I use Home Assistant; can I still use it when Matter devices hit the market? Paulus Schoutsen, the founder of Home Assistant, said via email that he’s hopeful with regards to Matter. He emailed, “We haven’t seen the spec yet, but it is supposedly based on dot dot, which itself was based on Zigbee 3.0 – which we already support. The spec is kept in a private repository that we can’t access. We’re working on joining the alliance to get access.” He also said that Silicon Labs is working on a chip that would support both Zigbee and Matter, which means users of Home Assistant, could expect hardware that will bridge their Z-wave gear to Matter. Theoretically, the developers building for Home Assistant hubs (you can buy one or load the software onto your own machine) will be able to tootle over to the Matter GitHub repository and create drivers that will let users bridge their Home Assistant setup to include Matter devices. Kevin even found instructions for building your own Thread border router in GitHub, which means people using Home Assistant could buy the radios and build the connectivity infrastructure needed. Sure, this is for hardcore DIYers, but that’s who is using Home Assistant, Open HAB, Homebridge, and some of the other open source automation platforms.
I make sensors—what does Matter mean for me? The answer here is both good and bad. The good news is that companies making sensors, lightbulbs, switches, locks, and more can focus on their core competencies and forget having to build apps, figure out cybersecurity, and architect cloud infrastructure. The bad news is that for many of the existing hardware or lighting companies backing Matter, adding a digital component to their products represented their chance to create a new business built on services or customer data. With Matter that becomes more challenging, because customers won’t need to download apps to get their shiny new connected devices onto their networks and working for them. They’ll be able to just buy a Yale lock, get it on their network, start using HomeKit or Google to build routines, and never need anything else. Sure, manufacturers will try to add cool features to their apps and will likely force users to register the devices using those apps. However, with Matter companies that want to build services using connected hardware no longer have to go to those hardware makers to build a service. I expect companies to split into making low-margin commodity Matter devices and higher-margin Matter-compliant devices that focus on physical craftsmanship and prestige branding. Doing so will work well for visible devices such as locks but likely less well for things like sensors and traditional light bulbs.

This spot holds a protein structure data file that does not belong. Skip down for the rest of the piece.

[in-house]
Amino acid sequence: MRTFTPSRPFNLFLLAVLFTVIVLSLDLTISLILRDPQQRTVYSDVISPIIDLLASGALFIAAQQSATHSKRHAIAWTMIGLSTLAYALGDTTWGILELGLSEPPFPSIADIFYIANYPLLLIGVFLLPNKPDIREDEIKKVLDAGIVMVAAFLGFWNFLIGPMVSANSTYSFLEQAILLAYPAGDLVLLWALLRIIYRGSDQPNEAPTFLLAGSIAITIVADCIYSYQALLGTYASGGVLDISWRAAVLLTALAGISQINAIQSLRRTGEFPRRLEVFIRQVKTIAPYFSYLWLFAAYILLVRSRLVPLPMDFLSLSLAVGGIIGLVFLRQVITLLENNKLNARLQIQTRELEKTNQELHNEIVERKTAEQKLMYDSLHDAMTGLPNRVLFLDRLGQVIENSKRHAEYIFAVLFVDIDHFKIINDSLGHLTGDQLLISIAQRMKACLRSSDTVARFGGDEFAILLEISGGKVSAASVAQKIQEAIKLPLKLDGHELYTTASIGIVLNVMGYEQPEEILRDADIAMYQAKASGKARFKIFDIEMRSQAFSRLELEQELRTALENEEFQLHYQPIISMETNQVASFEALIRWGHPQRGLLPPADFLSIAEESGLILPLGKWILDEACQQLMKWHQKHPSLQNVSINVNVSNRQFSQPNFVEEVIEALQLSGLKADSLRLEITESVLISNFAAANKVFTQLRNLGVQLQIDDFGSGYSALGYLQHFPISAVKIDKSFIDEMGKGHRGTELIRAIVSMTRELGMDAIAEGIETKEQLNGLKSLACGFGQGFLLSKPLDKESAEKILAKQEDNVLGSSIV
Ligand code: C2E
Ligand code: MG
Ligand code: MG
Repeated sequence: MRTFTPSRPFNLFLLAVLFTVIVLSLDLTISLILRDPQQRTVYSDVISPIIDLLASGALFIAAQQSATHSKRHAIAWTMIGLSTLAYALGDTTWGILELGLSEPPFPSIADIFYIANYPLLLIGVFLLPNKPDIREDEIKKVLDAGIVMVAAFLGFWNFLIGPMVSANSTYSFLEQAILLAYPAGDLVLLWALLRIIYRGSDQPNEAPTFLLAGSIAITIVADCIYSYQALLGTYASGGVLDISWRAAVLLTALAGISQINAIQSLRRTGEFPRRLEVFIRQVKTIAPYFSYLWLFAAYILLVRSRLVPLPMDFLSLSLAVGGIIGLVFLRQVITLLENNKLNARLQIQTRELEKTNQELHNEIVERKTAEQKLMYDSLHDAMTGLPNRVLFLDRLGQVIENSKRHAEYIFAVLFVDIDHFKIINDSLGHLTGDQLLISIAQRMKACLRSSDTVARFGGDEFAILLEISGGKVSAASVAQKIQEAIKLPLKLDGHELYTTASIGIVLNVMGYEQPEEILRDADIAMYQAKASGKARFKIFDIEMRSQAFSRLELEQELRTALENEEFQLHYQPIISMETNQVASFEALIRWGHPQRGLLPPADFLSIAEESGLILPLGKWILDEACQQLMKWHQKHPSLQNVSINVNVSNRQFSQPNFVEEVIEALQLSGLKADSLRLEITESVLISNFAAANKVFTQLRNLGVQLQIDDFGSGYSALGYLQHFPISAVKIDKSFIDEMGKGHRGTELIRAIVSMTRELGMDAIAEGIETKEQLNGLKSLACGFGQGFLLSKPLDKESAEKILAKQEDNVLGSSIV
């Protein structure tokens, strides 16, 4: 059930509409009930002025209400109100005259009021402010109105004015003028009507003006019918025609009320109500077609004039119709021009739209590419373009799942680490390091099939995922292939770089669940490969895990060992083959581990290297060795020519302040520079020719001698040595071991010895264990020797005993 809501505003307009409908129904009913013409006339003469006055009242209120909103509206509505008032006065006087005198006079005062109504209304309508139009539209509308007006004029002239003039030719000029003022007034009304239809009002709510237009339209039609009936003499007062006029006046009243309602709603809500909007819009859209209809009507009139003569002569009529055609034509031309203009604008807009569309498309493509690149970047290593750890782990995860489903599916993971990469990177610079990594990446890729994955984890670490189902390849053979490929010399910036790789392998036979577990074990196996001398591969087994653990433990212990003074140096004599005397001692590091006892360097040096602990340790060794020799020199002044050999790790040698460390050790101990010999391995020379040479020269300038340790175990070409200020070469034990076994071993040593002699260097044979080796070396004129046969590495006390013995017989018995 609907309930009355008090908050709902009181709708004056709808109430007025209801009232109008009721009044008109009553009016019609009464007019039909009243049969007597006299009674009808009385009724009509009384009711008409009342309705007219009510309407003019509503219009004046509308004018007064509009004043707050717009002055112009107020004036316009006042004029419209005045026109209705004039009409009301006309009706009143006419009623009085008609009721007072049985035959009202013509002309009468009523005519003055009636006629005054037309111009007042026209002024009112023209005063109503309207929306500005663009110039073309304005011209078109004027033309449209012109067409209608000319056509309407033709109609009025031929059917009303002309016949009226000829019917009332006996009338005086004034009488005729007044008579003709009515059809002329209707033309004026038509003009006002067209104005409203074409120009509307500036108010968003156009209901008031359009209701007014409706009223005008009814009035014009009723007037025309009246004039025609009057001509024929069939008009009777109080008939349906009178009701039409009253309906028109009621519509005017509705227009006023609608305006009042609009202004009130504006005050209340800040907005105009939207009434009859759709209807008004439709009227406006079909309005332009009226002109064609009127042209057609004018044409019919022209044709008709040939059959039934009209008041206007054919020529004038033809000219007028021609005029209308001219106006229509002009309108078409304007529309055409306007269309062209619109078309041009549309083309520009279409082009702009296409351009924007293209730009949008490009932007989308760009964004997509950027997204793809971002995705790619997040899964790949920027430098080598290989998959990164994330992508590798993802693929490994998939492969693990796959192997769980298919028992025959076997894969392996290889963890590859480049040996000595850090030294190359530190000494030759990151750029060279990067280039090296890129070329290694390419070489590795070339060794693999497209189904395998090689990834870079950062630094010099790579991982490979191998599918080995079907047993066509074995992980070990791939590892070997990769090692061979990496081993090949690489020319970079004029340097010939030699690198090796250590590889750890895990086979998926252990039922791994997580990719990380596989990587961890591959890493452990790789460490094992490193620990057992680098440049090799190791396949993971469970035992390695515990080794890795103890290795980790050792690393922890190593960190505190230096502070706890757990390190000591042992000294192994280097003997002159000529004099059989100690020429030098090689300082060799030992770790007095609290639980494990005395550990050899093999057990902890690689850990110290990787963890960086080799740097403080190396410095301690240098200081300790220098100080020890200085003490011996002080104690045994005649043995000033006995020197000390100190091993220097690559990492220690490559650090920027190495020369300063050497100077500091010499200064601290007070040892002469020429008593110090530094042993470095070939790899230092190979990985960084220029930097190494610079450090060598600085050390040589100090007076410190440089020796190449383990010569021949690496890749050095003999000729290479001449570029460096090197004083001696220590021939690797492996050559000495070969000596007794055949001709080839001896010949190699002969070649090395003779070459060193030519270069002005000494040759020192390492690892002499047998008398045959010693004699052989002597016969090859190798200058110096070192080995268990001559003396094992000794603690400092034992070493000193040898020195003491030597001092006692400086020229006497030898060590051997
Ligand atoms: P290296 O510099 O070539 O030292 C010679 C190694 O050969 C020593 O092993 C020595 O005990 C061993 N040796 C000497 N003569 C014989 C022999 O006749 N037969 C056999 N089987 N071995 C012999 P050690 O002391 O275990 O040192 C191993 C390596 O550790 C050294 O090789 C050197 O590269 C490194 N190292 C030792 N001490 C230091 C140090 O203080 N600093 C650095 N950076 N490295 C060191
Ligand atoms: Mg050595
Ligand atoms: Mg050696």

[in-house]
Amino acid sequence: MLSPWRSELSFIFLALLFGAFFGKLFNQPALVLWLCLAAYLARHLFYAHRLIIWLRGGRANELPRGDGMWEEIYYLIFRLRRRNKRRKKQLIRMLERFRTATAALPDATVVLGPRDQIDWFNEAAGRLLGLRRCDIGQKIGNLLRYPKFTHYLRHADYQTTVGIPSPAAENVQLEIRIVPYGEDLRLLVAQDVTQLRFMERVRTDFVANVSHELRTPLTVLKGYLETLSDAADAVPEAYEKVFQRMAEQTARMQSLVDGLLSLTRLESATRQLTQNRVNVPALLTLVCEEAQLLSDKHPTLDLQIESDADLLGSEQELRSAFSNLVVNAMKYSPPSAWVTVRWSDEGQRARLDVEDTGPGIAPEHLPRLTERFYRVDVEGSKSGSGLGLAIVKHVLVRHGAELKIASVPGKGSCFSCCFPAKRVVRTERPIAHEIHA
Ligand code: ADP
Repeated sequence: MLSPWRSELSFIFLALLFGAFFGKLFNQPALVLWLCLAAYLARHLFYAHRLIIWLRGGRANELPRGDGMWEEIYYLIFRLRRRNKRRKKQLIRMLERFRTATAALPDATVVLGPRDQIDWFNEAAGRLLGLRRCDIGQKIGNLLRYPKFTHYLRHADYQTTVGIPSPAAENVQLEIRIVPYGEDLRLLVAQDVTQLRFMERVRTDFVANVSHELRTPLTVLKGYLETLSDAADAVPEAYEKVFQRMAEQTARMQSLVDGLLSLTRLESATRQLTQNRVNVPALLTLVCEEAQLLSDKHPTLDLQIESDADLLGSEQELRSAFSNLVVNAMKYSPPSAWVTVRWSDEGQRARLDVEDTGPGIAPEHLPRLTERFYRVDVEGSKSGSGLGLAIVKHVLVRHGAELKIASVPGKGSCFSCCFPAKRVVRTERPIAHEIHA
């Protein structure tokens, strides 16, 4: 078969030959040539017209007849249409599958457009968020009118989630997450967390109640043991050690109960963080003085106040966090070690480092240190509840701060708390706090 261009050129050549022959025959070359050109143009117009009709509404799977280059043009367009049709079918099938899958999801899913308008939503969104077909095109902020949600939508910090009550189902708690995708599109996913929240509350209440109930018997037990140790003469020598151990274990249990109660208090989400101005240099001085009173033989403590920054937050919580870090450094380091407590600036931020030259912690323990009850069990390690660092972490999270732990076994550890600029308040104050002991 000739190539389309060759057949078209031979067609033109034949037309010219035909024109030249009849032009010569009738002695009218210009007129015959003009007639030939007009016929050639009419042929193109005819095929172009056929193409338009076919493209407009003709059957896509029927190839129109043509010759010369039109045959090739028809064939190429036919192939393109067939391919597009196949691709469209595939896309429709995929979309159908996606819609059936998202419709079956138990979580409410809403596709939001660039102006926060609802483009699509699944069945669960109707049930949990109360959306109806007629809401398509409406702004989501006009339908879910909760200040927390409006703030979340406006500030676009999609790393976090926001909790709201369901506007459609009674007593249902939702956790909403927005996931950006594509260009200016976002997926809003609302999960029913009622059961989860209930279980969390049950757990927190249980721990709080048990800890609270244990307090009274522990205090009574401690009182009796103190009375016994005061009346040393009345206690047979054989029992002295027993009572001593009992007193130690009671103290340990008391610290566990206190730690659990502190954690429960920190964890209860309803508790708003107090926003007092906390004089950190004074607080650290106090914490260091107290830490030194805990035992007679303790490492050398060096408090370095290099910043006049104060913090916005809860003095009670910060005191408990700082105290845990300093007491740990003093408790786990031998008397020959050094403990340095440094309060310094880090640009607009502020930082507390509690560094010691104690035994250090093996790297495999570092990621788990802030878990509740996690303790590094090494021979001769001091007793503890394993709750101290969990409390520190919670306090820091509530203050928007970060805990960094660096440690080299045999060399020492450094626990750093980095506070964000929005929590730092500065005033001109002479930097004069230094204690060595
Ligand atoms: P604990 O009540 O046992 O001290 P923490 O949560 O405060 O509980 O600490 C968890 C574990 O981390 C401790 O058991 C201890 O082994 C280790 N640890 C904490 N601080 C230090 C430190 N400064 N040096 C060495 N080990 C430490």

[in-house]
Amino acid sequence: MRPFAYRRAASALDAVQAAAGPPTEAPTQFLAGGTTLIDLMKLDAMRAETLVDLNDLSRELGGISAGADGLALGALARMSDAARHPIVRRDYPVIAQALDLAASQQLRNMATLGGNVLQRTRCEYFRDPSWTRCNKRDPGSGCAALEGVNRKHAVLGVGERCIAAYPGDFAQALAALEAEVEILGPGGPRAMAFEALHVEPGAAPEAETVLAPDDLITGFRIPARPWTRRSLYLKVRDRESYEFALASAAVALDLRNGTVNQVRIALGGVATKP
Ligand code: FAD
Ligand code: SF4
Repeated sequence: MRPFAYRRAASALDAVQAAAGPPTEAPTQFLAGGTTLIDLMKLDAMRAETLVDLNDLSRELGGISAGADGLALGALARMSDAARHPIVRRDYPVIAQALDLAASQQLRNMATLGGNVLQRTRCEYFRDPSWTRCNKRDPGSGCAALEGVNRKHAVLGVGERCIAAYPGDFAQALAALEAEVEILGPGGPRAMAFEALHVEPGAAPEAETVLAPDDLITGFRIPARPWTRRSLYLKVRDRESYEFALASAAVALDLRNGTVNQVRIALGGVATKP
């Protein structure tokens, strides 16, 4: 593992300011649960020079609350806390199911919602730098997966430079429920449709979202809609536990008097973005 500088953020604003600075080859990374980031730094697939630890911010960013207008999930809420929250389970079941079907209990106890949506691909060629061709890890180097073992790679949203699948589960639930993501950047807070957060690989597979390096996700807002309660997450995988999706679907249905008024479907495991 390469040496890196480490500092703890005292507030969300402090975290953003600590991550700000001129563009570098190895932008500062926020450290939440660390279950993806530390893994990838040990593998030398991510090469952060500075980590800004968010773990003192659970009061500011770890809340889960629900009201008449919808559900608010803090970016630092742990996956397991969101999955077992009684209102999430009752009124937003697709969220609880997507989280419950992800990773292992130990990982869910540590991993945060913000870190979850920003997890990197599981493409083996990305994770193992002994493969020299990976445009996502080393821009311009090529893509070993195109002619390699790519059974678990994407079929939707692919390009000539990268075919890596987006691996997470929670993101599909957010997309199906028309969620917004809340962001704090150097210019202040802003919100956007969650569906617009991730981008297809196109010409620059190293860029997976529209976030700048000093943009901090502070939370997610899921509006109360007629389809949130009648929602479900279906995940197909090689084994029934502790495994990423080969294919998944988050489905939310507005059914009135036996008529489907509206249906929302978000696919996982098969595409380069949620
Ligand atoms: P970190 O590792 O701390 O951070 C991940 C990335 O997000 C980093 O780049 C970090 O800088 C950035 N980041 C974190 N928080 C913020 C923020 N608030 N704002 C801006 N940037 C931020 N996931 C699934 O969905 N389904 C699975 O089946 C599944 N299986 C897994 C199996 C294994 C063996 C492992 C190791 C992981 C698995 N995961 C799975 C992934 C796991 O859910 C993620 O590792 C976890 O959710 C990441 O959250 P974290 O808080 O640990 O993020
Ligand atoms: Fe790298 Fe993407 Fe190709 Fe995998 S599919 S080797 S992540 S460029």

I am a commercial installer—what does Matter mean for me? This is a tougher question. Companies such as Crestron and Control4 are members of the Matter working group while Ezlo and Savant are not. By commodifying the underlying hardware in locks, lighting, TVs, HVAC, and security sensors, the overall cost of such devices should fall, because much of the complexity of building an app or integrations disappears. Theoretically, by making it easier for a consumer to install these devices in their homes and program them, professionals become less valuable. However, plenty of products — such as sound systems, security cameras, and appliances — aren’t encompassed by the Matter standard. And given that most pro installers work on expensive homes with complex needs for busy people, I don’t expect Matter to eliminate that business. But it will likely cut some of the margins for distributors and professional automation companies, and prevent them from moving too far downmarket.
Want more Matter information? I will be moderating a panel on behalf of Silicon Labs on June 8 that will feature panelists from Wyze, the Connectivity Standards Alliance, Allegion, Comcast, Nanoleaf, and Silicon Labs. I’ll be asking what comes next for the industry and what this means for various players. You can register here if you want to know more.